In this case, Huhhram v. Misri Bai, The wife left her marriage house, claiming that her husband and father-in-law mistreated her. On the other hand, the spouse sought a “restitution of conjugal rights” decision, and the judge mandated her to go back to her marriage house, just for her face mistreatments all over again. This shows that the court is least bothered about the dignity of women. As per Hindu tradition, “the success of a marriage is determined by righteousness, reproduction, and sexual satisfaction.” In this case, State of Bombay v. Narasu Appa Mali, “restitution of conjugal rights as a question of personal law infringes on India’s basic rights as outlined in Provisions Of the Indian constitution. The wife’s request for restitution of conjugal rights against the husband is uncommon. The man is more often than not judged if he is unkind or trying to evade paying alimony.” The Kerala High Court stated that marital rape constituted “a good reason” for divorce. On their 6 August judgment, Justices A Muhamed Mustaque and Kauser Edappagath said, “The husband’s licentious disposition neglecting the autonomy of the wife constitutes marital rape, while such behavior cannot be penalized, it comes within the frame of bodily and mental cruelty.” In this case, Swaraj Garg v. K.M. Garg, even though defenses article 19(1)(e) and (g) were not disputed, the court dismissed the injunction on social grounds. The husband filed a case on the restitution of conjugal rights when the wife refused to quit her job and travel with him. In this case, Shanti v. Ramesh, When his wife refused to resign her employment, the husband filed a lawsuit for “restitution of conjugal rights.” It was concluded that there was insufficient justification for denying the husband a declaration of “restitution of conjugal rights” since the wife’s refusal to join her husband in the marriage house owing to her employment was irrational and absurd. The court determined that the wife’s relocation for work was an unjustified justification for her abandoning the marriage home, infringing her fundamental right that guarantees freedom of choice and place of livelihood. As a result, women’s oppression and subordination under a sexist system and conservative relationship difficulties exacerbate marital violence in India.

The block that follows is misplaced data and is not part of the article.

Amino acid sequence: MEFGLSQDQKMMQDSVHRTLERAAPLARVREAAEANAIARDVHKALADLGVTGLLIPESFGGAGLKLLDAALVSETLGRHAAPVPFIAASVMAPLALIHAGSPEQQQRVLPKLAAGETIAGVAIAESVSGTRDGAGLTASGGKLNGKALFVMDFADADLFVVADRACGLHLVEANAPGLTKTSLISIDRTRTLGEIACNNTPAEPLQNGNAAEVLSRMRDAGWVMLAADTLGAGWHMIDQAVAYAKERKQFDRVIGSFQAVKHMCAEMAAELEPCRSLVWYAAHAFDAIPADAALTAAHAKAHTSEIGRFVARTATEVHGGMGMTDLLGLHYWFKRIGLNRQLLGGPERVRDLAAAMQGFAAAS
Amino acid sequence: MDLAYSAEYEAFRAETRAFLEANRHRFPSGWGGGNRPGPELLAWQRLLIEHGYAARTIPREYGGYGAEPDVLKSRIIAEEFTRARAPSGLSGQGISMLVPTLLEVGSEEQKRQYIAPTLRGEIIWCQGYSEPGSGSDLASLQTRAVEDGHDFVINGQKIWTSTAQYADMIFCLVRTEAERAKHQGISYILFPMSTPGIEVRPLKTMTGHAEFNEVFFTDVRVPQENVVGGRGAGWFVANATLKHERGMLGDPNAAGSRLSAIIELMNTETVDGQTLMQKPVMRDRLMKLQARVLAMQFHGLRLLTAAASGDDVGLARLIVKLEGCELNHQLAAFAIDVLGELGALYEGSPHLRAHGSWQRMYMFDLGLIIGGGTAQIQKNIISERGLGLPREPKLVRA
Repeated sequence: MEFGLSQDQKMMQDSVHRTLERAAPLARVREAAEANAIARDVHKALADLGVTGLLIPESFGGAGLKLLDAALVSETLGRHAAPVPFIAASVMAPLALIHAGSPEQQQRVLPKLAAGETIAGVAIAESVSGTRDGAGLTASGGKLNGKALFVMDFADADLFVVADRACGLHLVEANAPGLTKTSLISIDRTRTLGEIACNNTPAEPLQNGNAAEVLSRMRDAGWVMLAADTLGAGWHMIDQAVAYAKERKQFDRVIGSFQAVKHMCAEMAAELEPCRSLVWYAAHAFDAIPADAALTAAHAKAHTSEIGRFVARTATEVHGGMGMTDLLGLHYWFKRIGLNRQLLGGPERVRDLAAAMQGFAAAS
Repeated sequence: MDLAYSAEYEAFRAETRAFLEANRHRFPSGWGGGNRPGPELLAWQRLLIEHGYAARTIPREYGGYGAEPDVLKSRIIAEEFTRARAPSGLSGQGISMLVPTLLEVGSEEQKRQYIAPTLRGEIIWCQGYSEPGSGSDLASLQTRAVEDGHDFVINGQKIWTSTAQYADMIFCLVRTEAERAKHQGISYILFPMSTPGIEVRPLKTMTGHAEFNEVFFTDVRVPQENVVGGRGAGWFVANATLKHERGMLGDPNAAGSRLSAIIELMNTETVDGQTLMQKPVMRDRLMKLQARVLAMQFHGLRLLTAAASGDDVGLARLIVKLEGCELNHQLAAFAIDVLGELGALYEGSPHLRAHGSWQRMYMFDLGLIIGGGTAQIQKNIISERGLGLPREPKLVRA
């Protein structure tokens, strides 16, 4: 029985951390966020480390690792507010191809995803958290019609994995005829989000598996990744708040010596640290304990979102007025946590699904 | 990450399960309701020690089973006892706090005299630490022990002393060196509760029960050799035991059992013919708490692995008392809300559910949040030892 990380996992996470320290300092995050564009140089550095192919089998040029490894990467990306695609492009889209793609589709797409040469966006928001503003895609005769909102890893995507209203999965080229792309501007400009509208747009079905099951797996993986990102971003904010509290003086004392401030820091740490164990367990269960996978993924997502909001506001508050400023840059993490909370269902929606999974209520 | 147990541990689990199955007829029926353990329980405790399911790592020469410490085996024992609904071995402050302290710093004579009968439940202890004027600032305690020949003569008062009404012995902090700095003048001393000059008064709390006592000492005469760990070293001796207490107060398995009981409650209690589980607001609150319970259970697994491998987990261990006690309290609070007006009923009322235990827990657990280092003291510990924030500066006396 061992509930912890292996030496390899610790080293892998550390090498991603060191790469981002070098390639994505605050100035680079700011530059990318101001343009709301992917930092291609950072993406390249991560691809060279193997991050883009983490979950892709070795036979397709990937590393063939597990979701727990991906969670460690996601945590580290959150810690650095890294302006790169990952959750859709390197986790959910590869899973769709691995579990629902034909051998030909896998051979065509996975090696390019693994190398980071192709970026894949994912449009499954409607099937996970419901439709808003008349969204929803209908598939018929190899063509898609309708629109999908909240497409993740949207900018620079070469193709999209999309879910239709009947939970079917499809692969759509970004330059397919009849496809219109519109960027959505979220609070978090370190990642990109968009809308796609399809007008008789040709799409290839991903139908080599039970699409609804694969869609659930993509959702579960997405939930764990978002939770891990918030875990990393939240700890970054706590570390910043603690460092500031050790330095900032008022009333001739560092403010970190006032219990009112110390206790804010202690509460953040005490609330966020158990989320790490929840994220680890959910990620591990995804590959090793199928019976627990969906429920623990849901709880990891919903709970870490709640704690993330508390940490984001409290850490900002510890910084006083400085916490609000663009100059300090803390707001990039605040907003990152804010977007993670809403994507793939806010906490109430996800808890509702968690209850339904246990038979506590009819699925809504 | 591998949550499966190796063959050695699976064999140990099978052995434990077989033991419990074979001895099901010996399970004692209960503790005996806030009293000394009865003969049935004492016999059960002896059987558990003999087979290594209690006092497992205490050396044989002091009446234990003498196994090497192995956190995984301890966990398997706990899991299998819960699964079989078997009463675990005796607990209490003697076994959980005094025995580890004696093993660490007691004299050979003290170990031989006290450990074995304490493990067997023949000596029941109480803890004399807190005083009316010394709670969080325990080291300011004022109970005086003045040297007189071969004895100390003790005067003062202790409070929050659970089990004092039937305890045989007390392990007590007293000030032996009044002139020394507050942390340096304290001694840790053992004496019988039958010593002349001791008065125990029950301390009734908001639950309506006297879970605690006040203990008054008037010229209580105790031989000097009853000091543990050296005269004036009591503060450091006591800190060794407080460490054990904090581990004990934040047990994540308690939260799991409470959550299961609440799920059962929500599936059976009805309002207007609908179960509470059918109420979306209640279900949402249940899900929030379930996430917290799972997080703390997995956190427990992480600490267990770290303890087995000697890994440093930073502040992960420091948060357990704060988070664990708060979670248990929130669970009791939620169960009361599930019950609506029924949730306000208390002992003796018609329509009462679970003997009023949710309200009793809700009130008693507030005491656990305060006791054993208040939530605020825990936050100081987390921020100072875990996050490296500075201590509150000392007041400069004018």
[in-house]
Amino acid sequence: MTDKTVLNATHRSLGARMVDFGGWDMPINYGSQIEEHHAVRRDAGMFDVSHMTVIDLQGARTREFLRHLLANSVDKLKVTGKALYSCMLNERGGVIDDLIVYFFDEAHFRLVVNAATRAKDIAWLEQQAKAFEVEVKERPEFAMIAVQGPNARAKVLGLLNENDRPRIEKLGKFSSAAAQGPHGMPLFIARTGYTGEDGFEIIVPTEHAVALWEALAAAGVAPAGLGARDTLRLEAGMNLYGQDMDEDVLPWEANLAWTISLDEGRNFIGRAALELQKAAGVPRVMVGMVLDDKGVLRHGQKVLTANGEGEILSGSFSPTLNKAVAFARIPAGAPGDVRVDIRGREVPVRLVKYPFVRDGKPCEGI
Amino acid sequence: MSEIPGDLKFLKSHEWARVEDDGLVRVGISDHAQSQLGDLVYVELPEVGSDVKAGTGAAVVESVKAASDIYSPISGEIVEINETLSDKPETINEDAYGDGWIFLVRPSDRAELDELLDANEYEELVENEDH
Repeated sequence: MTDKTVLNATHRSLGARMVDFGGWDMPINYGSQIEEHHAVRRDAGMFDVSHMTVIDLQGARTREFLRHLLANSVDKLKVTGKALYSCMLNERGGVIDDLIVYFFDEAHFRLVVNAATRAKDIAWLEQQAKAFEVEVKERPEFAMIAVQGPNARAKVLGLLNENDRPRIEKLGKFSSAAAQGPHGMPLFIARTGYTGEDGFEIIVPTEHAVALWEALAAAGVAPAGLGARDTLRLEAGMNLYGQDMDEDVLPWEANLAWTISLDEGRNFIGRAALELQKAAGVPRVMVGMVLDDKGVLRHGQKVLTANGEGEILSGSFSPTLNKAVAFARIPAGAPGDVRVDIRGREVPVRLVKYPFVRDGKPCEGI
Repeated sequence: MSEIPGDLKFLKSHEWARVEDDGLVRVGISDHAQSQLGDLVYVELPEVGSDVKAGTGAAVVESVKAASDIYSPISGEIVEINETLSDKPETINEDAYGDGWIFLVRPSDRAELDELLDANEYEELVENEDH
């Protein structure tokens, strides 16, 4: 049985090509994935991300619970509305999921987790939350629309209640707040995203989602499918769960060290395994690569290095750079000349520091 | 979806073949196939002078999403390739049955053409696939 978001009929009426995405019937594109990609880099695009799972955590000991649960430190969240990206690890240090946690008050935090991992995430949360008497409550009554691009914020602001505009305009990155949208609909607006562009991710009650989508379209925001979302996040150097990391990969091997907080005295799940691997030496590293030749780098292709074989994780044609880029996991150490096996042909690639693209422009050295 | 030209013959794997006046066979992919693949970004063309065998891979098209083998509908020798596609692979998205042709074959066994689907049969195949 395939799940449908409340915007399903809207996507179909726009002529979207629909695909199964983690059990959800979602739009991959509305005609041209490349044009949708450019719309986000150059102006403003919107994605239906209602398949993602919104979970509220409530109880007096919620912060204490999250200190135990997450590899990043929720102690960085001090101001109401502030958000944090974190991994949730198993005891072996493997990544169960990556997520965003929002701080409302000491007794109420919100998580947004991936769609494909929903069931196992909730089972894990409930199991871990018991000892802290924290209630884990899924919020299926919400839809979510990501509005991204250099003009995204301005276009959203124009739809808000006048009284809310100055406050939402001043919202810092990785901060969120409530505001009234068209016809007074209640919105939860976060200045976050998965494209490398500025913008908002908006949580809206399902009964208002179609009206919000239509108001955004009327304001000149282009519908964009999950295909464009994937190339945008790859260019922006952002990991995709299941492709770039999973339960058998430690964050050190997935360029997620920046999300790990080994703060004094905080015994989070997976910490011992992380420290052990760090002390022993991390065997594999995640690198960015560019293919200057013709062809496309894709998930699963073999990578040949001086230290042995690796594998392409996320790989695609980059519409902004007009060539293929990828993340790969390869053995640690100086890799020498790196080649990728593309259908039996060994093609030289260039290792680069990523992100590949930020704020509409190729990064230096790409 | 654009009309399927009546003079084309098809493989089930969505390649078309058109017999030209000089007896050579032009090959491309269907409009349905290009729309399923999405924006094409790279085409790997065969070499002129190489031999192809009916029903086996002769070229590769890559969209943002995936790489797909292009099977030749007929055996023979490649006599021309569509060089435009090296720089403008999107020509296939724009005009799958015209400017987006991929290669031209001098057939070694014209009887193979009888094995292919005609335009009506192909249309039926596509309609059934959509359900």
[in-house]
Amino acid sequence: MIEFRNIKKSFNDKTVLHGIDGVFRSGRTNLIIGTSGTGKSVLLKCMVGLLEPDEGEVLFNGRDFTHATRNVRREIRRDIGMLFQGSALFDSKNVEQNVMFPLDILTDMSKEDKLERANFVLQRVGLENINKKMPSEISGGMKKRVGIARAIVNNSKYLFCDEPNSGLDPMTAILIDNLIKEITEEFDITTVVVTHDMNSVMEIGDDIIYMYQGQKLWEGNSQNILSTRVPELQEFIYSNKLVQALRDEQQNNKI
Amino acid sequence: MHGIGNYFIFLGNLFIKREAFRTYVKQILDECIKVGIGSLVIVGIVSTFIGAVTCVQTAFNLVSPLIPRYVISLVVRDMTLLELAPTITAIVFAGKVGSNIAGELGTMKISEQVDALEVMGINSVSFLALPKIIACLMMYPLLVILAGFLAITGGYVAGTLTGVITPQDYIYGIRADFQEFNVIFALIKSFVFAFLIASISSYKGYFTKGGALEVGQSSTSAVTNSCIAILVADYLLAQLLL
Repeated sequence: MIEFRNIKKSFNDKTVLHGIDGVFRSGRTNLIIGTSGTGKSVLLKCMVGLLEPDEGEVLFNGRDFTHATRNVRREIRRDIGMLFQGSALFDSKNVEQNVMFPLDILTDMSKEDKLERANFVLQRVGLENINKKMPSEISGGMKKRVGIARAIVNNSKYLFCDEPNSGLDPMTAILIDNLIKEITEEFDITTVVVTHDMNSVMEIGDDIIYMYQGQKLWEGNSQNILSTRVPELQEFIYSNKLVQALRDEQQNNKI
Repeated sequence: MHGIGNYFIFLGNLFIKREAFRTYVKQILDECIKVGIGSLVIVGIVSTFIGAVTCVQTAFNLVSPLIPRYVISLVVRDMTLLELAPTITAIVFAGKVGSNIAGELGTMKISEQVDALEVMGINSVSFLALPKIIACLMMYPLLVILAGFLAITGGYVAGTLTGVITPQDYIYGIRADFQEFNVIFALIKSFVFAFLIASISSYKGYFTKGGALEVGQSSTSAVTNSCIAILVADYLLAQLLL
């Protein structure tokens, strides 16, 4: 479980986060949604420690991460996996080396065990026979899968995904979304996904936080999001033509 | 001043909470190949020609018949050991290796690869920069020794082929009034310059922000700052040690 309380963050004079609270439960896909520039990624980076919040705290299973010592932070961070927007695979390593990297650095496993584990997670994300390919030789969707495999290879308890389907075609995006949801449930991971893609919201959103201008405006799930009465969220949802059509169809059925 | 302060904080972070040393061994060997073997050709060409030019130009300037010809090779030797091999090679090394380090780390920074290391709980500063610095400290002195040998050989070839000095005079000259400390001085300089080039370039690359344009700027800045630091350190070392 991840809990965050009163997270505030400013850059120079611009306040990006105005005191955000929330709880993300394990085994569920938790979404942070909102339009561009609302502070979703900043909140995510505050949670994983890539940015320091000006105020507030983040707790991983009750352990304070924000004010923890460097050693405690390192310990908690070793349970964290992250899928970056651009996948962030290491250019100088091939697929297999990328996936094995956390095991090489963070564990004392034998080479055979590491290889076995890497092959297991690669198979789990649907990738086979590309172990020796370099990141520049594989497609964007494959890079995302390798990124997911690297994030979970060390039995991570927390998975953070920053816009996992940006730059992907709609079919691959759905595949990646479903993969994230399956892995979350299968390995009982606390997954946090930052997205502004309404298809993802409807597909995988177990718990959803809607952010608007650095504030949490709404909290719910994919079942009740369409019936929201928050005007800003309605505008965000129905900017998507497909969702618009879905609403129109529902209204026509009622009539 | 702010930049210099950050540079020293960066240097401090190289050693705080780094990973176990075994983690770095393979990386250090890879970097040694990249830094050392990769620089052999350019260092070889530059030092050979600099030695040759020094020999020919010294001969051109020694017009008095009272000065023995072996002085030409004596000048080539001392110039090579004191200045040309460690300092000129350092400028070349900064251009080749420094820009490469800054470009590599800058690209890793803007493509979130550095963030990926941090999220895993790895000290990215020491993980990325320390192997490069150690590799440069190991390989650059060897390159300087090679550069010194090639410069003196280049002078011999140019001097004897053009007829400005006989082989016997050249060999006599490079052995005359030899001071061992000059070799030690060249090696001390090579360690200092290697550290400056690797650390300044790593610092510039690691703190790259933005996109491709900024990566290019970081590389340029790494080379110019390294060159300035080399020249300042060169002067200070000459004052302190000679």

CONCLUSION AND RECOMMENDATIONS